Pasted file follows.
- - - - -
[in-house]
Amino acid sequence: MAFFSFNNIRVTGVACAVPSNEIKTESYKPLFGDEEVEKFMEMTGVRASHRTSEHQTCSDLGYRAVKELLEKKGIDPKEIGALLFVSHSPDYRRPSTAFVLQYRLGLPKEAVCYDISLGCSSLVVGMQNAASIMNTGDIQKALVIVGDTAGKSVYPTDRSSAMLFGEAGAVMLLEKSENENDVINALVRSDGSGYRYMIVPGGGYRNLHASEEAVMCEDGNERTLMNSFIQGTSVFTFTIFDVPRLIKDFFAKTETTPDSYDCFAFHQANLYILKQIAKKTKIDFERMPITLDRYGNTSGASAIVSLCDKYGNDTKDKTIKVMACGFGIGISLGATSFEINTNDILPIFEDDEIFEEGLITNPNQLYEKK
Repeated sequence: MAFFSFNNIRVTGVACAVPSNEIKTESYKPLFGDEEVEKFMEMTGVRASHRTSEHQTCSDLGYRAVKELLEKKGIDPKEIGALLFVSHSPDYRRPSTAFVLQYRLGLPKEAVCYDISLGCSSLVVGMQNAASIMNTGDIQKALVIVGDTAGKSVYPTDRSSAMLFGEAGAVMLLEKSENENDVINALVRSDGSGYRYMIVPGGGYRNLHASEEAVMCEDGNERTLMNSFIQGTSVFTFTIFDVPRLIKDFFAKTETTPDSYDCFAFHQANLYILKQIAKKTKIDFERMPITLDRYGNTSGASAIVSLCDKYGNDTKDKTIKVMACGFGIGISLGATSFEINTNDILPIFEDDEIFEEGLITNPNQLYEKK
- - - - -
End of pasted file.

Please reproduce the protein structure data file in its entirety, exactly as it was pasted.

[in-house]
Amino acid sequence: MAFFSFNNIRVTGVACAVPSNEIKTESYKPLFGDEEVEKFMEMTGVRASHRTSEHQTCSDLGYRAVKELLEKKGIDPKEIGALLFVSHSPDYRRPSTAFVLQYRLGLPKEAVCYDISLGCSSLVVGMQNAASIMNTGDIQKALVIVGDTAGKSVYPTDRSSAMLFGEAGAVMLLEKSENENDVINALVRSDGSGYRYMIVPGGGYRNLHASEEAVMCEDGNERTLMNSFIQGTSVFTFTIFDVPRLIKDFFAKTETTPDSYDCFAFHQANLYILKQIAKKTKIDFERMPITLDRYGNTSGASAIVSLCDKYGNDTKDKTIKVMACGFGIGISLGATSFEINTNDILPIFEDDEIFEEGLITNPNQLYEKK
Repeated sequence: MAFFSFNNIRVTGVACAVPSNEIKTESYKPLFGDEEVEKFMEMTGVRASHRTSEHQTCSDLGYRAVKELLEKKGIDPKEIGALLFVSHSPDYRRPSTAFVLQYRLGLPKEAVCYDISLGCSSLVVGMQNAASIMNTGDIQKALVIVGDTAGKSVYPTDRSSAMLFGEAGAVMLLEKSENENDVINALVRSDGSGYRYMIVPGGGYRNLHASEEAVMCEDGNERTLMNSFIQGTSVFTFTIFDVPRLIKDFFAKTETTPDSYDCFAFHQANLYILKQIAKKTKIDFERMPITLDRYGNTSGASAIVSLCDKYGNDTKDKTIKVMACGFGIGISLGATSFEINTNDILPIFEDDEIFEEGLITNPNQLYEKK